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Maram Susli (Arabic: مرام سوسلي), also known as Mimi al-Laham, PartisanGirl, Syrian Girl and Syrian Sister,[1] is a Syrian Australian YouTube content creator and commentator who prepares videos on the Syrian Civil War, US wars in the Middle East region, conspiracy theories, and the Gamergate controversy.[2] Susli is a contributor to the conspiracy theory and fake news website InfoWars,[3] has appeared on a podcasts hosted by the former head of the Ku Klux Klan David Duke,[3] as well as the Holocaust denier Ryan Dawson.[3] Susli says that 9/11 was an inside job[2] and that the New World Order opposes independent countries, including Syria.[1] She is the tweeter known as @partisangirl on Twitter.[2][3]

Maram Susli
Personal information
Born1987 (age 31–32)[citation needed]
Damascus, Syria
YouTube information
(March 2019)
Total views5,783,637
(September 2017)


Early lifeEdit

Susli was born in Damascus, moving to Australia as a child.[4]

War in SyriaEdit

Susli has made a series of video and social media commentaries on the war in Syria, designated an "international conflict" by the International Red Cross.[5] Along with Theodore Postol, she rejected the claims that the Syrian Government used chemical weapons of any sort.[3] In a YouTube video, she referred to evidence posted by Postol, suggesting that the 2017 Khan Shaykhun chemical attack, alleged to have killed 74 people, was not the work of the Assad government.[6][3] Seymour Hersh, in defence of Postol, insisted: "He talked to her once on one thing".[7]She has been called a "Kardashian Look-Alike Trolling for Assad".[2] Susli rejected a description of her in The Guardian newspaper as a "Russian bot"; the paper subsequently amended its article to replace the term 'Russian bot' with 'account'.[8]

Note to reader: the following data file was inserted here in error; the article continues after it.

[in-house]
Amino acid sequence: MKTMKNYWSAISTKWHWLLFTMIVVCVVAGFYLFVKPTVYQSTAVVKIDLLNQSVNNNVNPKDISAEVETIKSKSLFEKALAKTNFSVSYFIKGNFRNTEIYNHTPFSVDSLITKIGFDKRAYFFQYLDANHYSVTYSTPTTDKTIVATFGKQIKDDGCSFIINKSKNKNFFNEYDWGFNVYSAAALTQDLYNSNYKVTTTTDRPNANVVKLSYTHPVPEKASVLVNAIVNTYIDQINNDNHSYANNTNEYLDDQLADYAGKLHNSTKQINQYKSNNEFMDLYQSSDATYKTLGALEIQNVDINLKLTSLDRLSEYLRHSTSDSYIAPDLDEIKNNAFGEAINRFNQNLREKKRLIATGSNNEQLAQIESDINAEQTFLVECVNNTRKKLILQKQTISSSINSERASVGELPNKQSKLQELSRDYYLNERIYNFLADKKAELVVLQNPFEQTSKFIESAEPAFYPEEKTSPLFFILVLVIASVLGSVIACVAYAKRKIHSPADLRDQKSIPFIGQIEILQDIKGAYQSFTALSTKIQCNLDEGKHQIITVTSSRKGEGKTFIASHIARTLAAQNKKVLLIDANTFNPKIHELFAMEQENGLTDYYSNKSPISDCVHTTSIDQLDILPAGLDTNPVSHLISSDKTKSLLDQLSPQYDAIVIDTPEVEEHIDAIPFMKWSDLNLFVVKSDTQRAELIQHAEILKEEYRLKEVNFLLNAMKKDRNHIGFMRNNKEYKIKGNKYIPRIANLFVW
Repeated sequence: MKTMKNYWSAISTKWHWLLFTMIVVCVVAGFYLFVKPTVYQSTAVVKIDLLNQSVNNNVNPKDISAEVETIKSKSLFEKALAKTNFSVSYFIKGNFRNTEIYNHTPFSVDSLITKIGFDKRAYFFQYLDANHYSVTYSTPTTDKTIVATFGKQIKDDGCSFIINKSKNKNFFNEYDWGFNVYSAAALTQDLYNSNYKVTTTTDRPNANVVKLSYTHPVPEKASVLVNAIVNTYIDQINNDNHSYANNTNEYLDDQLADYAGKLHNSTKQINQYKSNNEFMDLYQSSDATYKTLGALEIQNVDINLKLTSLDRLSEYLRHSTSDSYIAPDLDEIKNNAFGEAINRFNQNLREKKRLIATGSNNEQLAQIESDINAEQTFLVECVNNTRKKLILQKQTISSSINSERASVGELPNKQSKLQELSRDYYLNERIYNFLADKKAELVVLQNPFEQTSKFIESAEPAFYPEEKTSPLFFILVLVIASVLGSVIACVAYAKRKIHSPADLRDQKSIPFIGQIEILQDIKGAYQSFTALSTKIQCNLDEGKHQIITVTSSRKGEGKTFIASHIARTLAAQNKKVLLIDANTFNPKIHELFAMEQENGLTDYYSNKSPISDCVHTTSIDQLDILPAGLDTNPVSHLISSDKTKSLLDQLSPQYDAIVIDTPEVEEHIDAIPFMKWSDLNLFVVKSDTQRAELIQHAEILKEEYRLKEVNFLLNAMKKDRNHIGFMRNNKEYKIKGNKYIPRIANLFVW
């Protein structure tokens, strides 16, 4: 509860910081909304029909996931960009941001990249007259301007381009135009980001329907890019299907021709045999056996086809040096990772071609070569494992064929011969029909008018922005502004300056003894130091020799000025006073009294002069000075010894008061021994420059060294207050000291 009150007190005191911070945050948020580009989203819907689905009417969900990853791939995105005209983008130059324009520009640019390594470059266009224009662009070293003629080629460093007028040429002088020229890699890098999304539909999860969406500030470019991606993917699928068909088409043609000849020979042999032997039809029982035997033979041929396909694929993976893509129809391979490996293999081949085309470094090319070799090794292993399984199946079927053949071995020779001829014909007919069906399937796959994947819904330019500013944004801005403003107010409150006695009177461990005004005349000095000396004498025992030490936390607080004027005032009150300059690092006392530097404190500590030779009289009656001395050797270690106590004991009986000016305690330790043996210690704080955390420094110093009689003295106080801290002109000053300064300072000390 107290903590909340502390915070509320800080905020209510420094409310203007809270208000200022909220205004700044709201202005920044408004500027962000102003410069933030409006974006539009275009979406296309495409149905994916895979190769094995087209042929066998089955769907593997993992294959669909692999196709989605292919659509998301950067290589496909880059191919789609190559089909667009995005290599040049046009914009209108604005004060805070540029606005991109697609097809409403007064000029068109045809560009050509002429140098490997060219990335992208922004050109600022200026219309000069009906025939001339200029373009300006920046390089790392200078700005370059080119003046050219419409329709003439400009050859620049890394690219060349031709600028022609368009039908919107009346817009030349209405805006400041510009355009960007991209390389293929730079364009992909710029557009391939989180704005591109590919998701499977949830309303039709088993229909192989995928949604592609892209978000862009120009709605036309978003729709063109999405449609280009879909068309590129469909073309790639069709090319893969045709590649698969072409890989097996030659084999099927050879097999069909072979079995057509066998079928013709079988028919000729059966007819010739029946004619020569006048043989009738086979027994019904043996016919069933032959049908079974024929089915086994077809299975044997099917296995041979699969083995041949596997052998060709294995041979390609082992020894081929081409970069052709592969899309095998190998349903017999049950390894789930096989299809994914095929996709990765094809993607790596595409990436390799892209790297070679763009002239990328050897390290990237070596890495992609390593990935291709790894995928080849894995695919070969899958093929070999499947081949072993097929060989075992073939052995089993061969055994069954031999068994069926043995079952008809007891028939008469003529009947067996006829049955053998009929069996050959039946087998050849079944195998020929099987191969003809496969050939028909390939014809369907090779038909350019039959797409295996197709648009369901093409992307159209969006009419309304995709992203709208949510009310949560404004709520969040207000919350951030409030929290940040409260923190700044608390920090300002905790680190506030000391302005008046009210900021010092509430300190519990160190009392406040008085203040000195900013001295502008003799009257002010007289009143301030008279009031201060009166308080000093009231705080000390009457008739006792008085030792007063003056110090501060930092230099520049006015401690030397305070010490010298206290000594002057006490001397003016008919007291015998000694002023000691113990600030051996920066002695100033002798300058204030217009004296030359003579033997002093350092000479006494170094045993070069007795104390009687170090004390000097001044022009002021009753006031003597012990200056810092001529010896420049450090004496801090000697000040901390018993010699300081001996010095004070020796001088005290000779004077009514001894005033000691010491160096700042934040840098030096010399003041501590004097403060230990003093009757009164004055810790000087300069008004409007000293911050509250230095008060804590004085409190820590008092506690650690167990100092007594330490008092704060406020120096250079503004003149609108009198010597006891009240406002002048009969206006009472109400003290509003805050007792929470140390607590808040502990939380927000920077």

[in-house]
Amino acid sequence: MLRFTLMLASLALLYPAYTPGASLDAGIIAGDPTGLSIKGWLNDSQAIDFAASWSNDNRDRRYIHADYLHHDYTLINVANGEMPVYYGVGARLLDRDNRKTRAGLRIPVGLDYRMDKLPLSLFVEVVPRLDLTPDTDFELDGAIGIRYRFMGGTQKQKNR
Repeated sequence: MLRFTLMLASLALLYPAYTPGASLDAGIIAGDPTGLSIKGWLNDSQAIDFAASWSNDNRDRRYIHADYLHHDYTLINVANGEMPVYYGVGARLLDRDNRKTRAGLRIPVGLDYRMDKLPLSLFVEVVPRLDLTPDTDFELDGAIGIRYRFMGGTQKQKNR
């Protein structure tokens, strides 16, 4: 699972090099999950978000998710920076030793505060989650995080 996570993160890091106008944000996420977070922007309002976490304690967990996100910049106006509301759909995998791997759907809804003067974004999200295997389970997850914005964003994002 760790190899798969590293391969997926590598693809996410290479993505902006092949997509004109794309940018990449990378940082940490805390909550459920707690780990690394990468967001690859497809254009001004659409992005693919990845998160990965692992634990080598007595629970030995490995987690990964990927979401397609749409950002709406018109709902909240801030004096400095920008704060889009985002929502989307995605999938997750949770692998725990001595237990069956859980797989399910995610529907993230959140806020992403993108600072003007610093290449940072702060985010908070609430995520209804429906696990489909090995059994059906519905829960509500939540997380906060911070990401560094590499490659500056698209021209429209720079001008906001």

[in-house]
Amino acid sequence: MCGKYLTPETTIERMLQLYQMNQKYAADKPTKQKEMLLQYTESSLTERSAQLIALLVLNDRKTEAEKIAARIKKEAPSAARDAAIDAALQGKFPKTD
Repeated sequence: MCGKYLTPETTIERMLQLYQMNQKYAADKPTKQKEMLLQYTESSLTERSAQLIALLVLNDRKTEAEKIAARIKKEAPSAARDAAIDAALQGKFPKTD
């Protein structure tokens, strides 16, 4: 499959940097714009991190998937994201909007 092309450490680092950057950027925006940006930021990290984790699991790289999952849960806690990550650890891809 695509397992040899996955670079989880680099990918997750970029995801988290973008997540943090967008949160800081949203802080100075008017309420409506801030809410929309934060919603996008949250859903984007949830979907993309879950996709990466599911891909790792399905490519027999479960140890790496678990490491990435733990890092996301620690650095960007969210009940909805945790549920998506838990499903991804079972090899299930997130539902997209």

1. ^ a b "The Best English-speaking Friend Assad Could". Haaretz. 19 October 2014. Retrieved 27 September 2017.
  2. ^ a b c d Shachtman, Noah; Kennedy, Michael (17 October 2014). "The Kardashian Look-Alike Trolling for Assad". The Daily Beast. Retrieved 27 September 2014.
  3. ^ a b c d e f Monbiot, George (15 November 2017). "A lesson from Syria: it's crucial not to fuel far-right conspiracy theories". The Guardian. Retrieved 22 May 2019.
  4. ^ Schachtman, Noah; Kennedy, Michael (17 October 2014). "The Kardashian Look-Alike Trolling for Assad". The Daily Beast. Retrieved 25 October 2018.
  5. ^ "ICRC statement at second Brussels conference on Syria" (Press release). International Committee of the Red Cross. 25 April 2018.
  6. ^ Ellis, Emma Fray (31 May 2017). "To Make Your Conspiracy Theory Legit, Just Find an 'Expert'". Wired. Retrieved 27 September 2017.
  7. ^ Bloomfield, Steve (17 July 2018). "Whatever happened to Seymour Hersh?". Prospect. Retrieved 23 May 2019.
  8. ^ Stewart, Heather (19 April 2018). "Russia spread fake news via Twitter bots after Salisbury poisoning – analysis". The Guardian. Retrieved 22 May 2019.

External linksEdit